The dispute between Church and Crown continued into the thirteenth century, culminating in the issuing of Magna Carta (a Latin term meaning Great Charter) in 1215. Sealed by King John at Runnymede, Magna Carta made the King subject to the law, protected the rights of freemen and established the freedom of the Church in England. There are four known surviving copies of the 1215 Magna Carta today, including one charter held in the British Library that has been identified as Canterbury Cathedral’s copy of the Great Charter (London, British Library, Cotton Charter XIII 31A). Professor David Carpenter of King’s College, London uncovered the connection between Canterbury and the charter as part of the Magna Carta project that concluded in 2015, the 800th anniversary of the charter’s issue.

The opening of the transcription copy of the 1215 Canterbury Magna Carta, dated 1290s (CCA-DCc/Register/E, ff. 46v-48v)

Professor Carpenter studied the text of a transcription made in the 1290s of the 1215 Magna Carta held at the Cathedral (DCc/Register/E, ff. 46v-48v), revealing unique readings of the text only present in the British Library charter. This exciting rediscovery confirms the survival of the Canterbury copy of the Great Charter, and strengthens the links between the Cathedral and the story of Magna Carta. Furthermore, Stephen Langton, Archbishop of Canterbury, was chief negotiator between the King and barons during the meetings at Runnymede in 1215, and probably involved in drafting the text of the charter. In 2016, the pre-Reformation archive of the Cathedral was added to the UNESCO UK Memory of the World Register, thus gaining recognition as one of the most important collections of its type.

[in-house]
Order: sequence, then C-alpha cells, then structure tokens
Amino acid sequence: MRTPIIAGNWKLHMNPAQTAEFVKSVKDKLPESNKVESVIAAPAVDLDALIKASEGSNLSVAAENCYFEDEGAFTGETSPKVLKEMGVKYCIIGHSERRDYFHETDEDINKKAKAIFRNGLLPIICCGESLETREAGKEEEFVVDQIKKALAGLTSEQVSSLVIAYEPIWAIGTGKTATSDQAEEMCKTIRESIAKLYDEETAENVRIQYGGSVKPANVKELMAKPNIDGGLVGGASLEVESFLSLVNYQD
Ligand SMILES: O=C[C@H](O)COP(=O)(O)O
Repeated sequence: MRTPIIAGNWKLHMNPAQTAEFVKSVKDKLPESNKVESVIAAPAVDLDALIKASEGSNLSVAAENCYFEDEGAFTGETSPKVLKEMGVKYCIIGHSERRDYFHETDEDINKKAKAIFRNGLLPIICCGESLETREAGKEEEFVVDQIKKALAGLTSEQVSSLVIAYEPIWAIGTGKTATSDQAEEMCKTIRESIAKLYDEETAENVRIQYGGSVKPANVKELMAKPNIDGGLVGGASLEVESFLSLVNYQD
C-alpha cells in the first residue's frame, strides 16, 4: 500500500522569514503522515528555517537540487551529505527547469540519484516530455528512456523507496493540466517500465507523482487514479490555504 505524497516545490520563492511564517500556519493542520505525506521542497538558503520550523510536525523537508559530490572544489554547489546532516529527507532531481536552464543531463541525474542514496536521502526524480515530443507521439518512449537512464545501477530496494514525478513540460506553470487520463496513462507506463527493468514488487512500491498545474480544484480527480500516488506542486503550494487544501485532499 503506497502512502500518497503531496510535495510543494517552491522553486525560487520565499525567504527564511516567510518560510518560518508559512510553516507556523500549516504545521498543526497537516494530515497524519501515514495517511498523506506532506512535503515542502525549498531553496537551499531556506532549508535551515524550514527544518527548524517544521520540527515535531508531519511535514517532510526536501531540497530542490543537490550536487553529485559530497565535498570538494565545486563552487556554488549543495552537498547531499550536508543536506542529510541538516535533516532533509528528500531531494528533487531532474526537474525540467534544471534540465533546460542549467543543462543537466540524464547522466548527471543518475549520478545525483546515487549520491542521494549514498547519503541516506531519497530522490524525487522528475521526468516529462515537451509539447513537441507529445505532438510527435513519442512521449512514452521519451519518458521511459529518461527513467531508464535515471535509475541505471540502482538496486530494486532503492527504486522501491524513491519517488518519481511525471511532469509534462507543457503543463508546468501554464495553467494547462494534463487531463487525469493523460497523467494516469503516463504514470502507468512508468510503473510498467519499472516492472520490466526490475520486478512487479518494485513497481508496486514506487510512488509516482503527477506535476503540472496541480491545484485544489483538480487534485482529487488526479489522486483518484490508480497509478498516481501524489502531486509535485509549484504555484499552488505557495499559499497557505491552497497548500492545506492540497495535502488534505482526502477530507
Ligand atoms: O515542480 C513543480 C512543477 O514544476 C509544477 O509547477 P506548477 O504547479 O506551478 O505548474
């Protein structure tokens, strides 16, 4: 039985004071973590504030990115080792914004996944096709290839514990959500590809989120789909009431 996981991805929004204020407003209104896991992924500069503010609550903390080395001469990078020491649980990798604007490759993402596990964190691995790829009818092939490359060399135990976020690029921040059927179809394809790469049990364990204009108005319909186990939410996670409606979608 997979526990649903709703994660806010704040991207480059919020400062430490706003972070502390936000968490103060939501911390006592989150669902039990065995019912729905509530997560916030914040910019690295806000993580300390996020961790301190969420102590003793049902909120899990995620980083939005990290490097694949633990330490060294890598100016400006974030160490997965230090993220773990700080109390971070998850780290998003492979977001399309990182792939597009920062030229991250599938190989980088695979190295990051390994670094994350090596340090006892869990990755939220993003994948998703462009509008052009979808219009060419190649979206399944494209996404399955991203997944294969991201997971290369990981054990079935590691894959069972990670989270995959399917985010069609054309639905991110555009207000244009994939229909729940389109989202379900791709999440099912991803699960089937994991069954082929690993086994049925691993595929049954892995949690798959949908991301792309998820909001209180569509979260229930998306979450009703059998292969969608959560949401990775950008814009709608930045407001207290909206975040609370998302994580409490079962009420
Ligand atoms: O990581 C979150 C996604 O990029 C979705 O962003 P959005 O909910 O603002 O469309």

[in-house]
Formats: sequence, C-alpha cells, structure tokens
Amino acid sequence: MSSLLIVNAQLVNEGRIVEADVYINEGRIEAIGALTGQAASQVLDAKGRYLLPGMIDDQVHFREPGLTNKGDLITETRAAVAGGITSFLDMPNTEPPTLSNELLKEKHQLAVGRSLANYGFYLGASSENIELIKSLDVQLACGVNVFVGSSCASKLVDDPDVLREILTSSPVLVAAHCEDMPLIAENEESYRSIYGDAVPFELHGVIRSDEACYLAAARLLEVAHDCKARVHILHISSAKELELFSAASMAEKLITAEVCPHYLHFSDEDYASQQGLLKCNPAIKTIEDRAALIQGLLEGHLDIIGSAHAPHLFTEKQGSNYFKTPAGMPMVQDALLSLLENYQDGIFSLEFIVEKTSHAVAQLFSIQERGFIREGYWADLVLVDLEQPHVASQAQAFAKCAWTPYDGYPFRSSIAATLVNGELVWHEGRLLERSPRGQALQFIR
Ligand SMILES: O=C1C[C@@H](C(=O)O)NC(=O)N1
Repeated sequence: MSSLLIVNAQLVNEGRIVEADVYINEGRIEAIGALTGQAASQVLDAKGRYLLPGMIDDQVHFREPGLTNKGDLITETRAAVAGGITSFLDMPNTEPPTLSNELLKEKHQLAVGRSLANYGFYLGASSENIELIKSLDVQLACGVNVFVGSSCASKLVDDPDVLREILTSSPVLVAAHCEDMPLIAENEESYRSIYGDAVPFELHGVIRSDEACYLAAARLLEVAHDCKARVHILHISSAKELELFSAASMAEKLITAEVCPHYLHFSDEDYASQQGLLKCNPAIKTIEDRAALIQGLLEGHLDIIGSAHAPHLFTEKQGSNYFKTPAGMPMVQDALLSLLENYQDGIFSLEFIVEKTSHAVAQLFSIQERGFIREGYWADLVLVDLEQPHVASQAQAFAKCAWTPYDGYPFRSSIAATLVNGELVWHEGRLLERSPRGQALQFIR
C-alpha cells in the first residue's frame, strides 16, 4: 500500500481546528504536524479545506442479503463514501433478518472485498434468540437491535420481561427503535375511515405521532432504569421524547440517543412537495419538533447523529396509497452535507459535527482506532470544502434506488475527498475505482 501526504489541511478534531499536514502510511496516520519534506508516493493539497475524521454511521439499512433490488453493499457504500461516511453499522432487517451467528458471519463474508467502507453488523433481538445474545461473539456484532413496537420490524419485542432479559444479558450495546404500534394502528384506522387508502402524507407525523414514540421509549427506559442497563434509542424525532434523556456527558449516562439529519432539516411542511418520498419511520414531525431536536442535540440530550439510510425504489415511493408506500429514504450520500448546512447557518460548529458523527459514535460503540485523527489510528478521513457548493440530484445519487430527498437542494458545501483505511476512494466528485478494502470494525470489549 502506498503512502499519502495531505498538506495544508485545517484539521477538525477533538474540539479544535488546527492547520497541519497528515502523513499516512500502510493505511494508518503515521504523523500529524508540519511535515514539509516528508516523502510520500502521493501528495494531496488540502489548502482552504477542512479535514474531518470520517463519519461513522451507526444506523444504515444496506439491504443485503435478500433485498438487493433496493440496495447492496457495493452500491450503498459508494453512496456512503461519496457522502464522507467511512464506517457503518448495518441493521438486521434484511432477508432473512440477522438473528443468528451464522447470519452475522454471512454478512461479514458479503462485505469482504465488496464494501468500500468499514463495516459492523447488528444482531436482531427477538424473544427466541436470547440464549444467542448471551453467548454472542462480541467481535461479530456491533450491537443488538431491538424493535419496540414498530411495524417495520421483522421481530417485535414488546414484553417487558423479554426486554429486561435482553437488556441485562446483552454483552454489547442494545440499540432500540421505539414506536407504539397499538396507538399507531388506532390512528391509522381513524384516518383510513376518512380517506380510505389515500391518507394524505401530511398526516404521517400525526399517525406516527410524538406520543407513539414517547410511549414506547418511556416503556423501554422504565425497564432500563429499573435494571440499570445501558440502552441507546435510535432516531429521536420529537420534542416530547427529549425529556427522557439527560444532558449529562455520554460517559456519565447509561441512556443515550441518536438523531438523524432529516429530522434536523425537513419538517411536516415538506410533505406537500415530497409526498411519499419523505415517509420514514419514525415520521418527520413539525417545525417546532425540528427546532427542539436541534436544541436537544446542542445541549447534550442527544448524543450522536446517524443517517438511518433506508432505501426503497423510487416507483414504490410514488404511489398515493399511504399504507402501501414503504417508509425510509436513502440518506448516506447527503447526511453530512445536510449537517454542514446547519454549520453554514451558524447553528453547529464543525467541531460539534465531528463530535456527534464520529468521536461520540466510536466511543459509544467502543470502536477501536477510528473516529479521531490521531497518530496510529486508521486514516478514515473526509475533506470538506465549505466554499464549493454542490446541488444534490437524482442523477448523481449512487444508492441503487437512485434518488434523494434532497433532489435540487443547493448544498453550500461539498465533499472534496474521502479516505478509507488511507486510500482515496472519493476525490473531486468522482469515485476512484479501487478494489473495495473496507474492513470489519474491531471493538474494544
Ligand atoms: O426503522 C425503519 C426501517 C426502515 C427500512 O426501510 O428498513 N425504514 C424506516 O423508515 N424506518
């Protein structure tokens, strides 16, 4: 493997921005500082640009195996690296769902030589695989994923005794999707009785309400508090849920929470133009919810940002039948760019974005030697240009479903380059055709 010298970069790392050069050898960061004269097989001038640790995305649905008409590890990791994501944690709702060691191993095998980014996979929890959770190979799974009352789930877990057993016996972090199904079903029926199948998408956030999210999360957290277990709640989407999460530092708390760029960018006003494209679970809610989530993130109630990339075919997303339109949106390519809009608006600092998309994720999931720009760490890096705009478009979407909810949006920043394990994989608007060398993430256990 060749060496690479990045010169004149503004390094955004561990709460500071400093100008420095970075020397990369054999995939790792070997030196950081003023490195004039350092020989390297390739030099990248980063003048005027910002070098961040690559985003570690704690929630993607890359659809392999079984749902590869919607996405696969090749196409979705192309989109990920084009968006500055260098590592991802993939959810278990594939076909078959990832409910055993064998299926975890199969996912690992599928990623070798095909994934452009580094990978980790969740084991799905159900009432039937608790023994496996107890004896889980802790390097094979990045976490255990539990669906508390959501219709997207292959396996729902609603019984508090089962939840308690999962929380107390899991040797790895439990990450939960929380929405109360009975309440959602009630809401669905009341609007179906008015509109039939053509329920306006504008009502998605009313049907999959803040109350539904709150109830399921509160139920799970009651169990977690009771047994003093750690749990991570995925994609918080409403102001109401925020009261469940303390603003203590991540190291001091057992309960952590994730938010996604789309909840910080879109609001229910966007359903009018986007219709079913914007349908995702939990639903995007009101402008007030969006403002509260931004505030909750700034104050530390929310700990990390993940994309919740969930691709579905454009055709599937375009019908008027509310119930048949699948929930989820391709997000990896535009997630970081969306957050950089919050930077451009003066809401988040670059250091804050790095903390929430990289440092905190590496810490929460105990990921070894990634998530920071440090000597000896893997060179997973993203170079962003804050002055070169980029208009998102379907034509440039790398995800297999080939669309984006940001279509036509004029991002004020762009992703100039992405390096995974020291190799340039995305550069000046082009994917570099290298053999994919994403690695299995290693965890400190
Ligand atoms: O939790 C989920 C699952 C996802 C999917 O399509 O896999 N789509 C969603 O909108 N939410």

For more information on the Medieval Pageant and Family Trail on 6 July 2019, see the webpage for more information:  https://www.canterburybid.co.uk/canterbury-medieval-pageant/

Discover more about collections on the Canterbury Cathedral webpage: https://www.canterbury-Cathedral.org/heritage/archives-library/

Alison Ray, Assistant Archivist
Canterbury Cathedral Archives and Library

Related:

Records of the Dean and Chapter of Canterbury Cathedral, c800 – [ongoing]

All Canterbury Cathedral Archives collections on the Archives Hub.

Previous features on Canterbury Cathedral Archives Collections:

Heavenly Harmony: Music in the Collections of Canterbury Cathedral Archives and Library

 All images copyright of the Chapter of Canterbury and reproduced with the kind permission of the copyright holders.